Thursday, September 24, 2020

Assigning unique IDs to services in Disnix deployment models

As described in some of my recent blog posts, one of the more advanced features of Disnix as well as the experimental Nix process management framework is to deploy multiple instances of the same service to the same machine.

To make running multiple service instances on the same machine possible, these tools rely on conflict avoidance rather than isolation (typically used for containers). To allow multiple services instances to co-exist on the same machine, they need to be configured in such a way that they do not allocate any conflicting resources.

Although for small systems it is doable to configure multiple instances by hand, this process gets tedious and time consuming for larger and more technologically diverse systems.

One particular kind of conflicting resource that could be configured automatically are numeric IDs, such as TCP/UDP port numbers, user IDs (UIDs), and group IDs (GIDs).

In this blog post, I will describe how multiple service instances are configured (in Disnix and the process management framework) and how we can automatically assign unique numeric IDs to them.

Configuring multiple service instances


To facilitate conflict avoidance in Disnix and the Nix process management framework, services are configured as follows:

{createManagedProcess, tmpDir}:
{port, instanceSuffix ? "", instanceName ? "webapp${instanceSuffix}"}:

let
  webapp = import ../../webapp;
in
createManagedProcess {
  name = instanceName;
  description = "Simple web application";
  inherit instanceName;

  # This expression can both run in foreground or daemon mode.
  # The process manager can pick which mode it prefers.
  process = "${webapp}/bin/webapp";
  daemonArgs = [ "-D" ];

  environment = {
    PORT = port;
    PID_FILE = "${tmpDir}/${instanceName}.pid";
  };
  user = instanceName;
  credentials = {
    groups = {
      "${instanceName}" = {};
    };
    users = {
      "${instanceName}" = {
        group = instanceName;
        description = "Webapp";
      };
    };
  };

  overrides = {
    sysvinit = {
      runlevels = [ 3 4 5 ];
    };
  };
}

The Nix expression shown above is a nested function that describes how to deploy a simple self-contained REST web application with an embedded HTTP server:

  • The outer function header (first line) specifies all common build-time dependencies and configuration properties that the service needs:

    • createManagedProcess is a function that can be used to define process manager agnostic configurations that can be translated to configuration files for a variety of process managers (e.g. systemd, launchd, supervisord etc.).
    • tmpDir refers to the temp directory in which temp files are stored.
  • The inner function header (second line) specifies all instance parameters -- these are the parameters that must be configured in such a way that conflicts with other process instances are avoided:

    • The instanceName parameter (that can be derived from the instanceSuffix) is a value used by some of the process management backends (e.g. the ones that invoke the daemon command) to derive a unique PID file for the process. When running multiple instances of the same process, each of them requires a unique PID file name.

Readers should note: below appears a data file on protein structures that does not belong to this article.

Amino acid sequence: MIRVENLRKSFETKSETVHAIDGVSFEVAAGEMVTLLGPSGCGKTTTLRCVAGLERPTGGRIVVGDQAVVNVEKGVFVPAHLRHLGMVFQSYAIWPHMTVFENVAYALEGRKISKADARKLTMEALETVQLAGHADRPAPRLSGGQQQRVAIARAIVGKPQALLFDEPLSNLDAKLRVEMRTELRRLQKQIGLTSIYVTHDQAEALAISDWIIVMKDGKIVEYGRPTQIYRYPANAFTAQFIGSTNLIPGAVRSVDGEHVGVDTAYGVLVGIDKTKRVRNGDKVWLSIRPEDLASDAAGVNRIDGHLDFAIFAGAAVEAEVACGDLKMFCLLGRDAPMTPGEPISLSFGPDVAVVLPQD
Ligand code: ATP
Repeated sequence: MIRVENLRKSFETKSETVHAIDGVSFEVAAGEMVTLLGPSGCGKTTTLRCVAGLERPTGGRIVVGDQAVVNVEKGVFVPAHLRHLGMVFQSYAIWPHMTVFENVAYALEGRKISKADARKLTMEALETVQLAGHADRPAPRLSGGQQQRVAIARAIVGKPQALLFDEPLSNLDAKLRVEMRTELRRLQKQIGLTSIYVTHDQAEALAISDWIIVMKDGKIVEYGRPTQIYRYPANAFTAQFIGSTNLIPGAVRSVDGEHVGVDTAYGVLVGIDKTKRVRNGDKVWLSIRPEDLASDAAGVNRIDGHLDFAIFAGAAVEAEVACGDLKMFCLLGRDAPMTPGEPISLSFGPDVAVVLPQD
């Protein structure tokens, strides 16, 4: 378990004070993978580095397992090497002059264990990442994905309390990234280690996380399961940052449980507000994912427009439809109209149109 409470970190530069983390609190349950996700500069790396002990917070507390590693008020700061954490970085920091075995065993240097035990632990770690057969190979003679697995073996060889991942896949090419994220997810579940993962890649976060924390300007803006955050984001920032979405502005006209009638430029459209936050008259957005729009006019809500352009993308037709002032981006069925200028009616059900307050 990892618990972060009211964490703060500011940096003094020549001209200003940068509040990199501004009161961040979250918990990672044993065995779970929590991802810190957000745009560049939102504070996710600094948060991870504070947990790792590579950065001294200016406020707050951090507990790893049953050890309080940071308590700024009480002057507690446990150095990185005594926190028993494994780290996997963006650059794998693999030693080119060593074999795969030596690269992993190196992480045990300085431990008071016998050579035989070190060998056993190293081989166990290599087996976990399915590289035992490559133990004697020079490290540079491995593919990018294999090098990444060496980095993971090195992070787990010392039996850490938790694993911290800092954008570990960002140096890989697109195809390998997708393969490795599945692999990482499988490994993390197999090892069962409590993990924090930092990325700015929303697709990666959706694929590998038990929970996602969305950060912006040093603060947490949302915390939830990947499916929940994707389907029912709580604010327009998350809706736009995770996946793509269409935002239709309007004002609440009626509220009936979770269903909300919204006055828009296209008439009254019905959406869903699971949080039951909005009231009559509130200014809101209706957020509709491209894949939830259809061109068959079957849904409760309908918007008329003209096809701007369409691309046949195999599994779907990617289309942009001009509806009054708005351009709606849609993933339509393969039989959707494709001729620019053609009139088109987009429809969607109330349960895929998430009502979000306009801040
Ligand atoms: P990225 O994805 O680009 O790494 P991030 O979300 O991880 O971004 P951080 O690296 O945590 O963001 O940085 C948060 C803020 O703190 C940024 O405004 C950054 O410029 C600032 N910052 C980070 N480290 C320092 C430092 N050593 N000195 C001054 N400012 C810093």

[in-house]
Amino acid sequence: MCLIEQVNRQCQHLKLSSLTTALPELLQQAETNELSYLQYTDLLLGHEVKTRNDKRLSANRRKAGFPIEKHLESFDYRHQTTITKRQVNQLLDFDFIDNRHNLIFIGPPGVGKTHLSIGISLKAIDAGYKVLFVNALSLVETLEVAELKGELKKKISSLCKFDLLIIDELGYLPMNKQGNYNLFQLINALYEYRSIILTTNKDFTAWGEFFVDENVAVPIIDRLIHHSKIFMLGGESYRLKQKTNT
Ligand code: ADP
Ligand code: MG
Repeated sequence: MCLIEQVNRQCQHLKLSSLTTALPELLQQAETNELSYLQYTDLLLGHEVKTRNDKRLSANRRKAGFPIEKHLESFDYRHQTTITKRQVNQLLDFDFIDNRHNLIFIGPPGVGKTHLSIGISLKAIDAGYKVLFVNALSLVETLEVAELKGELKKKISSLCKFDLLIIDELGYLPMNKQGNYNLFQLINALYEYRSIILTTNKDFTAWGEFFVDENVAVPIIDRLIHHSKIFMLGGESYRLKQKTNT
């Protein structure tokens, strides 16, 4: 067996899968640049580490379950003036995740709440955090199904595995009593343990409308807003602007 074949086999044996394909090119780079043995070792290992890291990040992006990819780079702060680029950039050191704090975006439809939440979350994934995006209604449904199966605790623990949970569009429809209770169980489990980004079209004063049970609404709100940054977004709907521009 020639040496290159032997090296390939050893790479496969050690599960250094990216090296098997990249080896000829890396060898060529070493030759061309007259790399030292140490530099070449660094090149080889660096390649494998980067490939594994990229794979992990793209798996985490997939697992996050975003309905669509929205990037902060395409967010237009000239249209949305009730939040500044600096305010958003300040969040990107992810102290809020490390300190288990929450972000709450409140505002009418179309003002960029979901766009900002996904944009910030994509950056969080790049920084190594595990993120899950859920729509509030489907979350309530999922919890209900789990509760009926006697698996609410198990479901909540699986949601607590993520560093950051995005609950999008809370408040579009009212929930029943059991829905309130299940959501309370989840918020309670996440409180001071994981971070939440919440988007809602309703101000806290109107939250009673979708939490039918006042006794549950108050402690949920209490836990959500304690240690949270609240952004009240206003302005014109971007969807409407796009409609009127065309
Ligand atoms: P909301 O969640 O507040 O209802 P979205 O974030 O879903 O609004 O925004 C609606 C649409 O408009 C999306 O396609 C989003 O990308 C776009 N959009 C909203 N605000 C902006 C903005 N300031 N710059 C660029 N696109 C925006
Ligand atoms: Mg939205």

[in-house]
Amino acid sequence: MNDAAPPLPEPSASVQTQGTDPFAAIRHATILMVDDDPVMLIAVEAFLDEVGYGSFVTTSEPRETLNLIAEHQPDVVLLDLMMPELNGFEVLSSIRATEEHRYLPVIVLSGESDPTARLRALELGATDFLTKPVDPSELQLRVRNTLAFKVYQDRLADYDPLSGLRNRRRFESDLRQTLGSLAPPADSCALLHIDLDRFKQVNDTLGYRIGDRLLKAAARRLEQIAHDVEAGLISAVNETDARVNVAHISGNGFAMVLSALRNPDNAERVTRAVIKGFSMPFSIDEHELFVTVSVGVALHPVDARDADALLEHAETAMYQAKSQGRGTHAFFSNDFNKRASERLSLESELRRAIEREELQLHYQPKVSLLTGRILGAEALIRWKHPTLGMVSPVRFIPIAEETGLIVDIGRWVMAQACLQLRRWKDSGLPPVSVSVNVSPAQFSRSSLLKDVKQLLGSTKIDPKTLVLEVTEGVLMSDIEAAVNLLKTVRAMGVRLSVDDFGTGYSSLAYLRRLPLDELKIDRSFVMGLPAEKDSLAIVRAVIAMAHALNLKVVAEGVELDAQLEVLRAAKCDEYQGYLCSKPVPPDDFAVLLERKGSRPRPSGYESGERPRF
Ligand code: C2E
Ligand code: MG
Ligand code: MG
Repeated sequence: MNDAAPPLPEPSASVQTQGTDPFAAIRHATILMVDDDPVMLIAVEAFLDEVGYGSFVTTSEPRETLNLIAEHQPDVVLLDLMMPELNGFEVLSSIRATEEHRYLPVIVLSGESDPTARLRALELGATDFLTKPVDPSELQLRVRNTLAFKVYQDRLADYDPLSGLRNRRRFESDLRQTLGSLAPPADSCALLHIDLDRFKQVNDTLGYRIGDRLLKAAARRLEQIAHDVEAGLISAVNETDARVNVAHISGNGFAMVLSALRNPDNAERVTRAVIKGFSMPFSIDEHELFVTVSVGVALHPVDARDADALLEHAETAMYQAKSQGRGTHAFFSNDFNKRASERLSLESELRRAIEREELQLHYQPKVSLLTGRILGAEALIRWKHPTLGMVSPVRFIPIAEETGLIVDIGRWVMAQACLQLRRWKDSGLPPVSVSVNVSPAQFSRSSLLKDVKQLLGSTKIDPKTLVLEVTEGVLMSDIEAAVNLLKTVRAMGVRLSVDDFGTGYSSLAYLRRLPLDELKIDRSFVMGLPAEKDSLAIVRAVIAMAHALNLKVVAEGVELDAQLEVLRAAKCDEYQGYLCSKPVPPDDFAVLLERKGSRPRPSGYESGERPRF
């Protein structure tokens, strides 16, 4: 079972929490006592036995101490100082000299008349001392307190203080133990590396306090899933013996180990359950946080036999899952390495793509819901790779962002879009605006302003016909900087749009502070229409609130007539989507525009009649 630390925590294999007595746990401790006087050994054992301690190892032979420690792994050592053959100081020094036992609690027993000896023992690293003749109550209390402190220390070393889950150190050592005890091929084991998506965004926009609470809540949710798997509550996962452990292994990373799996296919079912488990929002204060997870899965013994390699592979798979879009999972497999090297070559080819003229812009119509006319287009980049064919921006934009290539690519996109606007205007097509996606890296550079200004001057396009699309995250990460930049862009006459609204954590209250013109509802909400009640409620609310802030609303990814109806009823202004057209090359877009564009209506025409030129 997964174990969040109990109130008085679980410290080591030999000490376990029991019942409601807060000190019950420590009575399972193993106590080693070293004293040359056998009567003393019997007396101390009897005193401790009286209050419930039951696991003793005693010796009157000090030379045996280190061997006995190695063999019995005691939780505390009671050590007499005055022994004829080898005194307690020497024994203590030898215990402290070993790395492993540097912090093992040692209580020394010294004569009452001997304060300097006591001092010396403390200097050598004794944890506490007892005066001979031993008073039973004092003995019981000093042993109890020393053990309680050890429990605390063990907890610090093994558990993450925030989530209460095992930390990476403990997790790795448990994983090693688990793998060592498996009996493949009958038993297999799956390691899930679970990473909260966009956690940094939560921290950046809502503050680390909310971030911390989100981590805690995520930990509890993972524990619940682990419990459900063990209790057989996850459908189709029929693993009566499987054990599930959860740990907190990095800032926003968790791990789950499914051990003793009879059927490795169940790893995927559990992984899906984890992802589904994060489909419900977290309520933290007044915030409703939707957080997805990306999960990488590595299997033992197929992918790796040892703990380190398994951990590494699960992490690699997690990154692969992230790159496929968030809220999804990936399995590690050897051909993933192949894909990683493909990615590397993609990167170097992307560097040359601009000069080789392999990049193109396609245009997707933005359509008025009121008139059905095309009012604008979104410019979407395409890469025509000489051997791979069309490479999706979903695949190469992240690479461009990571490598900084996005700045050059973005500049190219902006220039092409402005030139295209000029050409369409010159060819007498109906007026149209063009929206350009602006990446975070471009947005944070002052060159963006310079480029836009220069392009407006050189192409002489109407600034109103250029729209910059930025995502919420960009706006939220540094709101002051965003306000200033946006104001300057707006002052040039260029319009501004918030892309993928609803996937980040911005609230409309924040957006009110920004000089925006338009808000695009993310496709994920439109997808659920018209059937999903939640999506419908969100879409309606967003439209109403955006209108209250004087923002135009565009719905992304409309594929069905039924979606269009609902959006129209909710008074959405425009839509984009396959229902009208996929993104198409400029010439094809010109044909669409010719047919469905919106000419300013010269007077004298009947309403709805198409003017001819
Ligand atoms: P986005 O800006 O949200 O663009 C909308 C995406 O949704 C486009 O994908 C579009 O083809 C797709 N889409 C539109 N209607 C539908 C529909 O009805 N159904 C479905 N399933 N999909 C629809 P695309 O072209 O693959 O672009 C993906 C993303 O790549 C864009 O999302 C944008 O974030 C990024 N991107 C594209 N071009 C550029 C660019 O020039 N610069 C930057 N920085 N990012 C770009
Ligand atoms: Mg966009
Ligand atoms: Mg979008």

• The port parameter specifies to which TCP port the service binds to. Binding the service to a port that is already taken by another service, causes the deployment of this service to fail.
  • In the function body, we invoke the createManagedProcess function to construct configuration files for all supported process manager backends to run the webapp process:

    • As explained earlier, the instanceName is used to configure the daemon executable in such a way that it allocates a unique PID file.
    • The process parameter specifies which executable we need to run, both as a foreground process or daemon.
    • The daemonArgs parameter specifies which command-line parameters need to be propagated to the executable when the process should daemonize on its own.
    • The environment parameter specifies all environment variables. The webapp service uses these variables for runtime property configuration.
    • The user parameter is used to specify that the process should run as an unprivileged user. The credentials parameter is used to configure the creation of the user account and corresponding user group.
    • The overrides parameter is used to override the process manager-agnostic parameters with process manager-specific parameters. For the sysvinit backend, we configure the runlevels in which the service should run.

Although the convention shown above makes it possible to avoid conflicts (assuming that all potential conflicts have been identified and exposed as function parameters), these parameters are typically configured manually:

{ pkgs, system
, stateDir ? "/var"
, runtimeDir ? "${stateDir}/run"
, logDir ? "${stateDir}/log"
, cacheDir ? "${stateDir}/cache"
, tmpDir ? (if stateDir == "/var" then "/tmp" else "${stateDir}/tmp")
, forceDisableUserChange ? false
, processManager ? "sysvinit"
, ...
}:

let
  constructors = import ./constructors.nix {
    inherit pkgs stateDir runtimeDir logDir tmpDir forceDisableUserChange processManager;
  };

  processType = import ../../nixproc/derive-dysnomia-process-type.nix {
    inherit processManager;
  };
in
rec {
  webapp1 = rec {
    name = "webapp1";
    port = 5000;
    dnsName = "webapp.local";
    pkg = constructors.webapp {
      inherit port;
      instanceSuffix = "1";